For many years, Global Navigation Satellite Systems (GNSS) have been the key tool for determining position and/or time. Data from satellites are globally accessible and, in most cases, free to use. The American GPS is the most widely known, but today, there are several GNSS constellations. The Russian GLONASS, the Chinese BeiDou and the European Galileo are alternatives to GPS, but they can also be used together. Using several different GNSS constellations increases applicability, as the more satellites the user receives signals from, the better the data access and the smaller the margin of error.

GNSS constellations orbit the earth at around 20,000 kilometres’ height. The satellites are equipped with very accurate atomic clocks, and a user’s GNSS receiver calculates the distance to the satellite by measuring the time difference between the satellite and the receiver. To obtain a position, the user needs a GNSS receiver and has to receive data from at least 4 GNSS satellites. Three satellites are needed to determine the user’s position in each dimension, and one satellite to determine the user’s time. Satellite signals can be disturbed on their way through the ionosphere and the troposphere, or by various elements on earth, such as buildings, mountains, etc. The more satellites the user can track, the more you can reduce the margin of error generated by the more redundant measurements and thereby achieve a higher accuracy.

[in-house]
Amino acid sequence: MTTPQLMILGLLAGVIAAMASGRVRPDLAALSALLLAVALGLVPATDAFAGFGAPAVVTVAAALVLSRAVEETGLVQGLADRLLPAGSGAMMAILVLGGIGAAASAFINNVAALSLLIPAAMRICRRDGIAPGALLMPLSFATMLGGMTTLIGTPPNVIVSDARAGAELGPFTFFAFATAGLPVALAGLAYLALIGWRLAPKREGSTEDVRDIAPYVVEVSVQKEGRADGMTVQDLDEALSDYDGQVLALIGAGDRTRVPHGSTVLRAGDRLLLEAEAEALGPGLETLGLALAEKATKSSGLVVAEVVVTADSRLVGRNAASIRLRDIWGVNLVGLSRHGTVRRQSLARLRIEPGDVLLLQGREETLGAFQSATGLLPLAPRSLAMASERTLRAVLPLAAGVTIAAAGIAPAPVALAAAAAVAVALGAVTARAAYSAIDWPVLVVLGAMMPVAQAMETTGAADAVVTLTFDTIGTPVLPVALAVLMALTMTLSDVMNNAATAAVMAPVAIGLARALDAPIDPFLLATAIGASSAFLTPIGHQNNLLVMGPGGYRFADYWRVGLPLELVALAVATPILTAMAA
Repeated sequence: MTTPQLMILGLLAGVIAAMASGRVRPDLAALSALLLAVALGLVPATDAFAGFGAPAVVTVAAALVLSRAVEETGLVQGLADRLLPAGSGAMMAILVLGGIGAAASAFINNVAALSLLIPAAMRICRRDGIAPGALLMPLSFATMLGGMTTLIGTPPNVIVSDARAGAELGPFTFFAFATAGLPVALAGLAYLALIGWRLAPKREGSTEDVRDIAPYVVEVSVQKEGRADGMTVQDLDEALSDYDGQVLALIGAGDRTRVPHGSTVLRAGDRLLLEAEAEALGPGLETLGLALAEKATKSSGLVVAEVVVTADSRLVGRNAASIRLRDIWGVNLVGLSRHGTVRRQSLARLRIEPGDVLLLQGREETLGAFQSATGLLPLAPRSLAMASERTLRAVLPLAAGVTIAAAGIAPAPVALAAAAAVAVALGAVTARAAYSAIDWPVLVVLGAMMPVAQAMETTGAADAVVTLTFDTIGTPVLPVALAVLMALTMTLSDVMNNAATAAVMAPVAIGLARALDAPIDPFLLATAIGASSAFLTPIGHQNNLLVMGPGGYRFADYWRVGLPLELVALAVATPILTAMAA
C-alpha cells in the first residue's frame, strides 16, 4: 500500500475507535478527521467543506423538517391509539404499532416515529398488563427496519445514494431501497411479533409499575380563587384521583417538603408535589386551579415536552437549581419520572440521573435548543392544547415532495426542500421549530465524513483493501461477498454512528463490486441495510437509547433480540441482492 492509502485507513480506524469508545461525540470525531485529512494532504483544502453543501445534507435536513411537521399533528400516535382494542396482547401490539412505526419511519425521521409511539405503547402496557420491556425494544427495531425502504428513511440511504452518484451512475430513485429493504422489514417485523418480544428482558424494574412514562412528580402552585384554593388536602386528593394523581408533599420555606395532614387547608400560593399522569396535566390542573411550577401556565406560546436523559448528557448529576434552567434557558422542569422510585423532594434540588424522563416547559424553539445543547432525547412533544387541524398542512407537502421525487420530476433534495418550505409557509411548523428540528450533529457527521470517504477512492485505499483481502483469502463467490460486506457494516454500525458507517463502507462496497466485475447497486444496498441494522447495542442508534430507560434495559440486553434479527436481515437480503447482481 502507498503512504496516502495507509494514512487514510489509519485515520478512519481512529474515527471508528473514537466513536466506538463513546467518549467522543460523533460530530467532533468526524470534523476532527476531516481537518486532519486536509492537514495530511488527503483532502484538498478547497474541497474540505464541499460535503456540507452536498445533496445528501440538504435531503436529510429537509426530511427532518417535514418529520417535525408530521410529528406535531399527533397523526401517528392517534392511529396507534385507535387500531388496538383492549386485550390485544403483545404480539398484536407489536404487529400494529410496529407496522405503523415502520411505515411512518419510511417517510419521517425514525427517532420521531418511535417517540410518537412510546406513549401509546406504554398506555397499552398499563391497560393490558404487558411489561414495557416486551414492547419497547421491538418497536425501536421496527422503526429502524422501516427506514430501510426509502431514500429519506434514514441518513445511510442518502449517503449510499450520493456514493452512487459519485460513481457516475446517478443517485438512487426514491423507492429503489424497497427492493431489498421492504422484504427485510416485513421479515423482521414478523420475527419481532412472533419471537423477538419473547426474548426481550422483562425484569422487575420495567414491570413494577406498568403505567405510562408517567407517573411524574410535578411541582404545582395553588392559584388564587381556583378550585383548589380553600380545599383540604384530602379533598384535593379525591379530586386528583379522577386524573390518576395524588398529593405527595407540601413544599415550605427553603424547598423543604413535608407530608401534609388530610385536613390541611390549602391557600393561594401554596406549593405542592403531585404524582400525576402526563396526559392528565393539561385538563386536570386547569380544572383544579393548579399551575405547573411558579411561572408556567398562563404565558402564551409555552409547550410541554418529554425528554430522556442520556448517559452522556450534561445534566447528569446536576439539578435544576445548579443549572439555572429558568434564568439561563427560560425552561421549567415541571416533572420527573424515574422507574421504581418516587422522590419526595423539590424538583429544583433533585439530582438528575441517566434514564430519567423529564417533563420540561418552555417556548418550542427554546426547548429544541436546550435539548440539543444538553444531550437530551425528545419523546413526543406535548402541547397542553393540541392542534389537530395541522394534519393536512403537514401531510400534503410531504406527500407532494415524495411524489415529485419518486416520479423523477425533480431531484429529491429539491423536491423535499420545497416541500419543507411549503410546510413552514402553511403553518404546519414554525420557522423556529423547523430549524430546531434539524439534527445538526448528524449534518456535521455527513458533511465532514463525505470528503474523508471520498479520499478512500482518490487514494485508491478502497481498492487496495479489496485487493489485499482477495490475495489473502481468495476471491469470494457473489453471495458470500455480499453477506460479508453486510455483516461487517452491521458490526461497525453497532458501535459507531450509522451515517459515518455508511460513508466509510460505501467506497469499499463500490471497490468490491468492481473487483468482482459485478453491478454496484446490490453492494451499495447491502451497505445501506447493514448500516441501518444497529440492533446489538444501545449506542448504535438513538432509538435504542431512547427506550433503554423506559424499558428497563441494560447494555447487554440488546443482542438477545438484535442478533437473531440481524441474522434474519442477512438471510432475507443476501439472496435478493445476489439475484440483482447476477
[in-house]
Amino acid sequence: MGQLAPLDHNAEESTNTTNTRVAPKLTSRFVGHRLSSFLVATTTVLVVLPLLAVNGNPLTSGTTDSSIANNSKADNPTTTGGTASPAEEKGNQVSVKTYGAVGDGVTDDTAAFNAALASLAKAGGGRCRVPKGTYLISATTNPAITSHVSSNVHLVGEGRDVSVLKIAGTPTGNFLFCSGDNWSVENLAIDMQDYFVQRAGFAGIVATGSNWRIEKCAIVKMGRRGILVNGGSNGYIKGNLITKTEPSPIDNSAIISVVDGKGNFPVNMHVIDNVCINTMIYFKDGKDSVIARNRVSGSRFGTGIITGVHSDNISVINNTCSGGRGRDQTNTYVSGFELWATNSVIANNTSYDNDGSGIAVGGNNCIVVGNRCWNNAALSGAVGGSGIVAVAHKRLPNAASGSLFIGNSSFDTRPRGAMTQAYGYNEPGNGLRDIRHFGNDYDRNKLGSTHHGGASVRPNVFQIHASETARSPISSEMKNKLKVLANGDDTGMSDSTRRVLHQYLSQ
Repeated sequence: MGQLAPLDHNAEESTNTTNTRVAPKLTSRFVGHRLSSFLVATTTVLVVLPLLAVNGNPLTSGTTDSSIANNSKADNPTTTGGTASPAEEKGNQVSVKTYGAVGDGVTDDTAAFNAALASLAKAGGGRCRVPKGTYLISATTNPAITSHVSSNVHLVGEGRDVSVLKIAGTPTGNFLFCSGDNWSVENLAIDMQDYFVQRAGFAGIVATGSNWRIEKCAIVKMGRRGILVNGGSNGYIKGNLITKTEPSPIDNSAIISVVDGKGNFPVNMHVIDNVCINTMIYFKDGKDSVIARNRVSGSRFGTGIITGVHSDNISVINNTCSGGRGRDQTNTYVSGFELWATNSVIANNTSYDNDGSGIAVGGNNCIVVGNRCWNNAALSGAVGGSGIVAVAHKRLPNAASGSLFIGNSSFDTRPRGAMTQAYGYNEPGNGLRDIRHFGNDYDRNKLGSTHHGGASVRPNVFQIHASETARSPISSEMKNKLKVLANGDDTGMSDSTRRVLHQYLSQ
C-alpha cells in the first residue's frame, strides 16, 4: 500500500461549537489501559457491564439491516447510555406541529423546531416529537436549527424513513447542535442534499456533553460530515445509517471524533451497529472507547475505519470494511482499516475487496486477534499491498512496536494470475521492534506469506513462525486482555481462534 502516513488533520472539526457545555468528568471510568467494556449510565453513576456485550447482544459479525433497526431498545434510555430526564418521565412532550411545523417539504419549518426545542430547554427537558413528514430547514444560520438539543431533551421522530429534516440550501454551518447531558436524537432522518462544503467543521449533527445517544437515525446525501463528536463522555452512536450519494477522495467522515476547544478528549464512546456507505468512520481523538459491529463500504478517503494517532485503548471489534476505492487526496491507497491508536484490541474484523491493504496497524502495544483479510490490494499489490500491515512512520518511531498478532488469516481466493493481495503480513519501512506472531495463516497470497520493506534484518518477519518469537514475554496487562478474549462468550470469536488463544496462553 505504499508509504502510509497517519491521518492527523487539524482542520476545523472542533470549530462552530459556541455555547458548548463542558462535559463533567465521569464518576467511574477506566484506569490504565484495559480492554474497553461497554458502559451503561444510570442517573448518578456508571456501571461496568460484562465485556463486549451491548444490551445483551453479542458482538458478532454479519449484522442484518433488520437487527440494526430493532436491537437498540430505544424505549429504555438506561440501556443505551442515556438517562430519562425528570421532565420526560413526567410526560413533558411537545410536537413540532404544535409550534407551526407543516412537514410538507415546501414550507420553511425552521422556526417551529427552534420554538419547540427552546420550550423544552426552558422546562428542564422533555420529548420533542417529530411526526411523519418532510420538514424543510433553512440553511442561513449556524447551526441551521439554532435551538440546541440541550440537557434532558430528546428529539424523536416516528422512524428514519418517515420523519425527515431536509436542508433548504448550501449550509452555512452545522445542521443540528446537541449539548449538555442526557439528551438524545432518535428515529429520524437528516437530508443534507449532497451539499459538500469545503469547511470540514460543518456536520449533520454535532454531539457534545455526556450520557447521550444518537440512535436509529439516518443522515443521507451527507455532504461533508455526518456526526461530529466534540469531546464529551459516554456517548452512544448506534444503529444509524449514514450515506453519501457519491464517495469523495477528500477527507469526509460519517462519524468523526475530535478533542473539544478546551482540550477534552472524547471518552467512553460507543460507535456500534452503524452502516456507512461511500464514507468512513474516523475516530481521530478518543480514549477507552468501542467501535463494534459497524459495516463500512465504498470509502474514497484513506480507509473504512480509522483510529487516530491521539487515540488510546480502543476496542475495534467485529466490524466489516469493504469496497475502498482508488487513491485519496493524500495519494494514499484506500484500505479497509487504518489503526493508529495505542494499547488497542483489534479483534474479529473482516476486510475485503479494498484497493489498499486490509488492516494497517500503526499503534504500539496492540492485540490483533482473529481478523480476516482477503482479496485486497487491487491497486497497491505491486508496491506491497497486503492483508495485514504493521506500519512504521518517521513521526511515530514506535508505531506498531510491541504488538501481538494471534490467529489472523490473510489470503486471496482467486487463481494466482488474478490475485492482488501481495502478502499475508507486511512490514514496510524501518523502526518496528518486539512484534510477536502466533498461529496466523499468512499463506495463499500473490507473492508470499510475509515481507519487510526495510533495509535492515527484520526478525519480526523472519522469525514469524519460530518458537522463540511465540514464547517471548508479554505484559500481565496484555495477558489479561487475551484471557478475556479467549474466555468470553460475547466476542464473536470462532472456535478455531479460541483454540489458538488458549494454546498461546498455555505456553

Image courtesy of Taranu Leflot, Sabina-Luiza
26 JULY 2021